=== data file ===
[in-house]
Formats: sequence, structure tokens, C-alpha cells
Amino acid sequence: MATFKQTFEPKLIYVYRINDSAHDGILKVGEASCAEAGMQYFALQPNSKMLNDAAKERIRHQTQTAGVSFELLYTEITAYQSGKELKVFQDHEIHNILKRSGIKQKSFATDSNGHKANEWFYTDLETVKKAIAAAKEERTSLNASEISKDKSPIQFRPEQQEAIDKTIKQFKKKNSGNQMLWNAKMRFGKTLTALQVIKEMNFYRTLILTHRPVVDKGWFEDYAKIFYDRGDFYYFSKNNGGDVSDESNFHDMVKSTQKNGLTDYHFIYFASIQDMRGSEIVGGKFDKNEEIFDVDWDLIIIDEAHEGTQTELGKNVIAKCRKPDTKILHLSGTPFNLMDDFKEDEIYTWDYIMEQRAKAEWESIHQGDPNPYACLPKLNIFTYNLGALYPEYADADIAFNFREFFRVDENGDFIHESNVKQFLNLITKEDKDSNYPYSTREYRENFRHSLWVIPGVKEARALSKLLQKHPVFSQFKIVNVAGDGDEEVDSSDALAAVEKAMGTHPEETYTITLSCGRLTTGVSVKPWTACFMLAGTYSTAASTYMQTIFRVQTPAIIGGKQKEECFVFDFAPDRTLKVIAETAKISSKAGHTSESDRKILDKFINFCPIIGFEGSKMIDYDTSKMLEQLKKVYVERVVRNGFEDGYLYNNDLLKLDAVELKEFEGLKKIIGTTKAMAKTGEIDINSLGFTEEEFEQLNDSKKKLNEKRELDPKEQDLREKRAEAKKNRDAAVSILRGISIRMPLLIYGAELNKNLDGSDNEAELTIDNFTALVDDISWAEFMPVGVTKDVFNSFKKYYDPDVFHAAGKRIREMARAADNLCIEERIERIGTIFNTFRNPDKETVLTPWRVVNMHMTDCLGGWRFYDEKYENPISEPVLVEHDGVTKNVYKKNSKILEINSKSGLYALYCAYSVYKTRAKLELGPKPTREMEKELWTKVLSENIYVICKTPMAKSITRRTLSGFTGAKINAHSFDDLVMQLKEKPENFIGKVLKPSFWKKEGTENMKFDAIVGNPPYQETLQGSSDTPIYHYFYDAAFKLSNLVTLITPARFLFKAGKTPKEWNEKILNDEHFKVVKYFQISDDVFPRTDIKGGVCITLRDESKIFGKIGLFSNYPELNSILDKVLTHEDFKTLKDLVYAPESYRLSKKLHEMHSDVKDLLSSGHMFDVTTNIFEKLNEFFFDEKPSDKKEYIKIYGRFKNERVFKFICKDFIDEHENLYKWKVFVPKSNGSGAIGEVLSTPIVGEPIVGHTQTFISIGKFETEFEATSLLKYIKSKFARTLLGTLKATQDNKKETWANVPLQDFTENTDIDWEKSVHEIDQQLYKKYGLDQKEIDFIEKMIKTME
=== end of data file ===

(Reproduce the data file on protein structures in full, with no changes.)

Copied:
[in-house]
Formats: sequence, structure tokens, C-alpha cells
Amino acid sequence: MATFKQTFEPKLIYVYRINDSAHDGILKVGEASCAEAGMQYFALQPNSKMLNDAAKERIRHQTQTAGVSFELLYTEITAYQSGKELKVFQDHEIHNILKRSGIKQKSFATDSNGHKANEWFYTDLETVKKAIAAAKEERTSLNASEISKDKSPIQFRPEQQEAIDKTIKQFKKKNSGNQMLWNAKMRFGKTLTALQVIKEMNFYRTLILTHRPVVDKGWFEDYAKIFYDRGDFYYFSKNNGGDVSDESNFHDMVKSTQKNGLTDYHFIYFASIQDMRGSEIVGGKFDKNEEIFDVDWDLIIIDEAHEGTQTELGKNVIAKCRKPDTKILHLSGTPFNLMDDFKEDEIYTWDYIMEQRAKAEWESIHQGDPNPYACLPKLNIFTYNLGALYPEYADADIAFNFREFFRVDENGDFIHESNVKQFLNLITKEDKDSNYPYSTREYRENFRHSLWVIPGVKEARALSKLLQKHPVFSQFKIVNVAGDGDEEVDSSDALAAVEKAMGTHPEETYTITLSCGRLTTGVSVKPWTACFMLAGTYSTAASTYMQTIFRVQTPAIIGGKQKEECFVFDFAPDRTLKVIAETAKISSKAGHTSESDRKILDKFINFCPIIGFEGSKMIDYDTSKMLEQLKKVYVERVVRNGFEDGYLYNNDLLKLDAVELKEFEGLKKIIGTTKAMAKTGEIDINSLGFTEEEFEQLNDSKKKLNEKRELDPKEQDLREKRAEAKKNRDAAVSILRGISIRMPLLIYGAELNKNLDGSDNEAELTIDNFTALVDDISWAEFMPVGVTKDVFNSFKKYYDPDVFHAAGKRIREMARAADNLCIEERIERIGTIFNTFRNPDKETVLTPWRVVNMHMTDCLGGWRFYDEKYENPISEPVLVEHDGVTKNVYKKNSKILEINSKSGLYALYCAYSVYKTRAKLELGPKPTREMEKELWTKVLSENIYVICKTPMAKSITRRTLSGFTGAKINAHSFDDLVMQLKEKPENFIGKVLKPSFWKKEGTENMKFDAIVGNPPYQETLQGSSDTPIYHYFYDAAFKLSNLVTLITPARFLFKAGKTPKEWNEKILNDEHFKVVKYFQISDDVFPRTDIKGGVCITLRDESKIFGKIGLFSNYPELNSILDKVLTHEDFKTLKDLVYAPESYRLSKKLHEMHSDVKDLLSSGHMFDVTTNIFEKLNEFFFDEKPSDKKEYIKIYGRFKNERVFKFICKDFIDEHENLYKWKVFVPKSNGSGAIGEVLSTPIVGEPIVGHTQTFISIGKFETEFEATSLLKYIKSKFARTLLGTLKATQDNKKETWANVPLQDFTENTDIDWEKSVHEIDQQLYKKYGLDQKEIDFIEKMIKTME